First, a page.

The economic depression has gravely affected retail sales all over Greece. Chopped salaries mean less money to spend on consumer goods. How do all these redundant people earn a living now, I wonder. Something has to be done soon or lots of people will starve.

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Words versus Actions

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The skin of my yiayia’s hands dry, like peeling garlic; blanketing a tangle of frustrated veins. Eyes round, tinged with terror, mouth agape, pale legs grappling with the white sheets in an effort to revolt against stagnation.

I want so much to comfort her, ease her pain. ‘I’m here for you. I’ll always be,’ I think but never utter the actual words. We’ve always shied away from exchanging soppy phrases such as ‘I care for you’, or ‘I love you’.

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The Concept of Love

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          By Dr Dimitri Karalis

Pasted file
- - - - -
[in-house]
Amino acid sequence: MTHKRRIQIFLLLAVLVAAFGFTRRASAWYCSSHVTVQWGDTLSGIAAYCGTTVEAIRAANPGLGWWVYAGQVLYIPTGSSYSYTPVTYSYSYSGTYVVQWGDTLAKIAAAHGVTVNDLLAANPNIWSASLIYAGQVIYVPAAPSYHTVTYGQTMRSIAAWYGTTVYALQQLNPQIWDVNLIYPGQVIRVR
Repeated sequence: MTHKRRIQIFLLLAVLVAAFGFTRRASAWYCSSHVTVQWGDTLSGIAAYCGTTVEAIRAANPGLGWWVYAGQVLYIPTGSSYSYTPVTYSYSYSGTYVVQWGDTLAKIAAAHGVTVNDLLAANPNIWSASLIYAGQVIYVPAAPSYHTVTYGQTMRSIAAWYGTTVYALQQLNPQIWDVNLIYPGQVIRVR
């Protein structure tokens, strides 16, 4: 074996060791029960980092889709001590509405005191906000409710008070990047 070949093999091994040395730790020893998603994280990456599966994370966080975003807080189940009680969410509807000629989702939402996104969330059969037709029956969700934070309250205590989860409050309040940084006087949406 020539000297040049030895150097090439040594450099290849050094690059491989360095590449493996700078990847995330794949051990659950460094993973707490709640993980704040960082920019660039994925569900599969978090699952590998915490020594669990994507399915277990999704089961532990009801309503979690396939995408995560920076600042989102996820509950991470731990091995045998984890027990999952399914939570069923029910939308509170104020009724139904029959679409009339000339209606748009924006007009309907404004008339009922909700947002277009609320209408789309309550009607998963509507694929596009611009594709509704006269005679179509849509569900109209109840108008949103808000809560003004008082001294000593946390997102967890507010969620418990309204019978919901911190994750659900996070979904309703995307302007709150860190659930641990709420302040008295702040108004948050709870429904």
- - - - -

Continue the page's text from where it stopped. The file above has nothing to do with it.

The Persian poet Saadi once in his spiritual ecstasy, found himself walking among the burgeon gardens of Elysian Fields (paradise), brimming with exotic blooms and rare perfumed heavenly flowers.

He thought to gather a few in his apron for friends at home, but the exquisite fragrances intoxicated him so much that he dropped the apron together with the flowers.

Endeavouring to tell his friends of the wonderful sight and the rare aromatic scents of paradise on his return, he found it impossible, because the human tongue was too poor for such heavenly description.

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Education

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Dr Dimitri Karalis
South Africa

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Education is useful when the student is taught how to think liberally and not just to copy academic literature. Excess of forced education, often produces lower intellect, intolerant and Calvinistic attitudes (teachers, lawyers, politicians, religious clerks and so forth are often common example). It was never meant for humans to study a lot in order to find the right work in their life. All humans where born with certain talents to follow in their life, which lead them to a unmistakable happier life with intellectual and spiritual maturity.